Dillon pulled a couple of examples from Sunday. One was how he, Jones and third-string back Patrick Taylor were trading off sideline jackets as guys came on and off the field, to make sure everyone was staying warm and ready. Another came after Jones trucked a defensive back in the fourth quarter, when he looked up and saw Jones flexing for him on the sideline.
“We really do care about each other,” he said. “I feel like with that, when things are getting tough, when adversity does hit, we’re there for each other and we can make things happen.”
Which brings us to the best example—how Dillon played on Sunday. Postgame, coach Matt LaFleur said he didn’t have Jones on a pitch count, but acknowledged that the team was trying to “be smart” in managing his MCL injury. Jones got eight carries in the first half, then just one on the Packers’ 13-play, 75-yard drive to open the third quarter, a possession on which Dillon had five carries and three catches (including a five-yard touchdown catch). Jones got his final carry of the afternoon on the first snap of the next possession.
That meant for the last 21 minutes of the game, it was Dillon’s show in the Green Bay backfield, and it stands to reason that LaFleur’s confidence in the second-year back’s ability to handle that went a long way in the decision to play it safe with Jones’s knee. Even better, Jones was an asset for Dillon after his day was declared done.
“Aaron Jones and Jamaal Williams both took me under their wing,” he said. “And I communicate with them all the time. And obviously, Aaron, I see every day, but they’re like my big brothers. I can go to them with anything, whether it’s on the field, off the field. It’s just genuine, about trying to make each other better. And when you make somebody else better, you’re also pushing yourself. So, like I said, great family culture.”
And really, that’s shown up everyone for the Packers as they’ve had to plug holes through the season. Rashan Gary got back from injury, and registered a sack for the Smith-less front. Veteran Rasul Douglas again proved invaluable with Alexander and Douglas out. Green Bay made it work up front, with Jenkins’s absence making Bakhtiari’s hurt a little more. But the Packers got yards behind the line when needed, and Rodgers was sacked just once.
By the end, Green Bay was leaning on a Rams team that got physically whipped for the third week in a row—the Packers finished with 39 minutes of possession. And it was Dillon playing hammer to the Rams’ front seven’s nail.
“That’s definitely something we stress,” Dillon said. “Especially this week, going against such a great team on both sides of the ball, we really wanted to be physical. And on the offensive side, we were going up against one of the best defensive lines in football right now and so it was big for us to really control the line of scrimmage. So I feel like converting those second-and-1s or third-and-3s, things like that kinda ignites that spark.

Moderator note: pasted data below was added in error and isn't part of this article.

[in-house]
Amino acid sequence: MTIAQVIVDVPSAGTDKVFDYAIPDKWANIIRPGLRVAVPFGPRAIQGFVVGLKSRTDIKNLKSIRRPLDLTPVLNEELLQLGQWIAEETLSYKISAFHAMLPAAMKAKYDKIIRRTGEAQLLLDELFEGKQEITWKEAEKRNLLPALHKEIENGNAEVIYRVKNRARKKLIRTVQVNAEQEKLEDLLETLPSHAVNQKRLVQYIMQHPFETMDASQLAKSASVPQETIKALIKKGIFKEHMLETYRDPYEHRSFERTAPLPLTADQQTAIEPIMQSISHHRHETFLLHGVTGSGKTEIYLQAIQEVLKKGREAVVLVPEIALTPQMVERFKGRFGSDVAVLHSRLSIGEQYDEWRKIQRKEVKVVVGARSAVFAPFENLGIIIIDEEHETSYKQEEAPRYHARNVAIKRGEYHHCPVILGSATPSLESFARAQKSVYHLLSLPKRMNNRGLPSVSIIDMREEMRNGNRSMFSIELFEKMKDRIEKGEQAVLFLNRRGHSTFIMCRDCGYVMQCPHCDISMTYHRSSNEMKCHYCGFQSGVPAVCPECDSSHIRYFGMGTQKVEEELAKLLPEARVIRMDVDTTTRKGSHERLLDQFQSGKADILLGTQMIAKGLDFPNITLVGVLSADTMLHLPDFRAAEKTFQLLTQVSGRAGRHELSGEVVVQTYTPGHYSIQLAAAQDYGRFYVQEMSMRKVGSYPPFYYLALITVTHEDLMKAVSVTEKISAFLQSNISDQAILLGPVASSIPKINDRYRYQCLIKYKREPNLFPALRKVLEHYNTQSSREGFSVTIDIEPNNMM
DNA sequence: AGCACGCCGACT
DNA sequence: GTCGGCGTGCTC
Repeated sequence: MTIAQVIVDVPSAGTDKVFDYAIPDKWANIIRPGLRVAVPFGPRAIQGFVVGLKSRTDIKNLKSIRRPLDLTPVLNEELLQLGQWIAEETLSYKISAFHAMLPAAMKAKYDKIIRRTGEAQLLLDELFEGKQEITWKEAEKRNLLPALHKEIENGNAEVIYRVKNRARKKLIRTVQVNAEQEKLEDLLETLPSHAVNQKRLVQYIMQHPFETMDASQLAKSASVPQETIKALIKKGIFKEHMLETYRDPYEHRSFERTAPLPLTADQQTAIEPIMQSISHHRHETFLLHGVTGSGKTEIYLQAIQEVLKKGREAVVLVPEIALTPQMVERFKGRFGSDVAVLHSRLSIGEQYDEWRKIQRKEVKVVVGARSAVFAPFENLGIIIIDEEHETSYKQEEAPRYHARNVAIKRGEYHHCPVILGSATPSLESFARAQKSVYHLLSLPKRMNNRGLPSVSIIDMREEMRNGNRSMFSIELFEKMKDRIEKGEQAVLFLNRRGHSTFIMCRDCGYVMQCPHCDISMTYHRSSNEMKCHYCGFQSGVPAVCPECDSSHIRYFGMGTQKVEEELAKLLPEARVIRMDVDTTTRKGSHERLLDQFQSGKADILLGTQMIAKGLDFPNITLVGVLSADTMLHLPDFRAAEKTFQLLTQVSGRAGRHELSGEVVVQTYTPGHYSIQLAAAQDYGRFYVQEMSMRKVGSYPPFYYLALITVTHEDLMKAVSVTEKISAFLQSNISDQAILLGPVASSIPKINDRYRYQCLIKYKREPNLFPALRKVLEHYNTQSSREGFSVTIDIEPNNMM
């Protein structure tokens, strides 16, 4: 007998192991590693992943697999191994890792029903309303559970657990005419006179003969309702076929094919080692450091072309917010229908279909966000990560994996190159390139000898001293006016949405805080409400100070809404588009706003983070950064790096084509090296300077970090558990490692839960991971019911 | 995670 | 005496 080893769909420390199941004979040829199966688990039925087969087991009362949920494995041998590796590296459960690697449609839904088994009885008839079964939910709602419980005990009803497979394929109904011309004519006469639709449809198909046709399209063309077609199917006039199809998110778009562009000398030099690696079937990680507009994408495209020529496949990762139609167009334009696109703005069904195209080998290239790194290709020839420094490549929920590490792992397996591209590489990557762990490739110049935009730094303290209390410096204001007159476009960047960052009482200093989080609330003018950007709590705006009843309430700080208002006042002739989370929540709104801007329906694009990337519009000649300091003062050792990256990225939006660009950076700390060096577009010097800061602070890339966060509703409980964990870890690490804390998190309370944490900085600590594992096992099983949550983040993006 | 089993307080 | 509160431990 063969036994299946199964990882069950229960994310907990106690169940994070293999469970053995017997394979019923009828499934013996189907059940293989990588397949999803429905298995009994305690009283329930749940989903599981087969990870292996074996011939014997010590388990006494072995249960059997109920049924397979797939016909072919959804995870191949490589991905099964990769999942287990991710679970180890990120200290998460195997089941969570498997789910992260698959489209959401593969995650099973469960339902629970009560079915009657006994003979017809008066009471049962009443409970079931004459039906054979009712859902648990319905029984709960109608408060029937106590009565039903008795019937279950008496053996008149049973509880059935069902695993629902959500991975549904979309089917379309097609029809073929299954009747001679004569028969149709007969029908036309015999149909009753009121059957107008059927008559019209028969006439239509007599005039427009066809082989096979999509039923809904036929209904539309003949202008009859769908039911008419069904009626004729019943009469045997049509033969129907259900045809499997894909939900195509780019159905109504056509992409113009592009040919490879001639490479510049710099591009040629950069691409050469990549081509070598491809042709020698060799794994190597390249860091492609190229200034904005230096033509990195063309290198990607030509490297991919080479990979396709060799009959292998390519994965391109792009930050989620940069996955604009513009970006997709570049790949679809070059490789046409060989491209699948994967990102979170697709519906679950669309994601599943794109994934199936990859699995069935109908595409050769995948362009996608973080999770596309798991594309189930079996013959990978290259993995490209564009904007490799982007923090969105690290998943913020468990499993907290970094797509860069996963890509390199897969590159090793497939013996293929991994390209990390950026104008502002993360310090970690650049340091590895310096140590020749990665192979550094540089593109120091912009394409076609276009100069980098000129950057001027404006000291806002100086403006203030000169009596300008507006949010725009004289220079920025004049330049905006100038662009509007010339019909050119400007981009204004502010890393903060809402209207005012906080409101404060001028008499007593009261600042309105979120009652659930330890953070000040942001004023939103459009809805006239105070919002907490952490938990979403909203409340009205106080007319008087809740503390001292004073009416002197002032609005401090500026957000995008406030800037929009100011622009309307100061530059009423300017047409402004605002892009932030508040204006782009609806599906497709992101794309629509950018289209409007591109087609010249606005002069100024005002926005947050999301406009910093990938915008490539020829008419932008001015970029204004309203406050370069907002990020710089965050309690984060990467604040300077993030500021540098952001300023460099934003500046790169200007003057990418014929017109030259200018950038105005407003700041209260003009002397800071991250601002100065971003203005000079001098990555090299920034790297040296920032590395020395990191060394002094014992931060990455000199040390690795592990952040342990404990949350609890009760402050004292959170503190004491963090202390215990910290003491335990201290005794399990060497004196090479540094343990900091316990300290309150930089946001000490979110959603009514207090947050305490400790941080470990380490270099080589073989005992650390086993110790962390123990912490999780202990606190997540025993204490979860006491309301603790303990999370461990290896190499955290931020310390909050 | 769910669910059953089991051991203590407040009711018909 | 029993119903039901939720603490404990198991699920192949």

“And I feel like we did a really good job just kind of sticking together.”
In the end, Rodgers got his—throwing for 307 yards, with a couple of highlight throws mixed in there. But this was more about how well-rounded and deep the team is.
“You look around the locker room and it’s kind of shocking sometimes, just how many weapons we have in all three phases of the game,” Dillon said. “We got high-level players, players with great IQ and young players stepping up. So it’s really cool to see, it’s really cool to be a part of. It really is. I feel like I’m underselling it. But just going out there, you never know who’s gonna make a play, but everybody in the huddle is capable of making a play.”
And, again, that much is apparent just in the numbers from Sunday.
Dillon had 20 carries for 69 yards, Jones 10 for 23 (not his best outing). Davante Adams finished with 104 yards on eight catches. Randall Cobb (four catches, 95 yards, TD) and Marquez Valdes-Scanting (four catches, 50 yards) did their parts too, and Kenny Clark was a menace on the other side of the ball. Collectively they made this a game that never felt close after that first drive of the second half.
Even better, with the bye coming, the Packers will likely inch a little closer to getting back to full strength, with guys’ coming back off the injury list and rejoining a suddenly deeper and more balanced roster. In theory, anyway.
“I’d be lying if I said it’s not something that I think about,” said Dillon, with a laugh. “It’s just human nature. But I just feel like these wins, we’ve been just kind of grinding them out, finding ways to win. I feel like they’re character-building for the team, for individuals. And so right now, I think we’re tough to deal with. But when we get those guys back, man, different level. So you know I’m excited, wishing nothing but health for everybody who’s out right now, and really hoping they come back better than ever.”
And if they can? As we’ve the last few weeks, then there’s a chance that the Packers might give Rodgers his best shot at a title since he last won one after the 2010 season.
Here come … the Dolphins? Once left for dead at 1–7 by pundits like, maybe, the guy writing this column, Miami’s roared back to life with four straight wins, with games against the Giants and Jets sandwiching a bye up next. So yes, there’s a real chance the Dolphins will go into Christmas week at .500, with real playoff aspirations, thanks to Sundays like the one they just had in blowing the Panthers out of Hard Rock Stadium, 33–10. And in coach Brian Flores’s mind, really, they’re here not because they suddenly started playing better, but because they didn’t take their foot off the gas when things weren’t going right.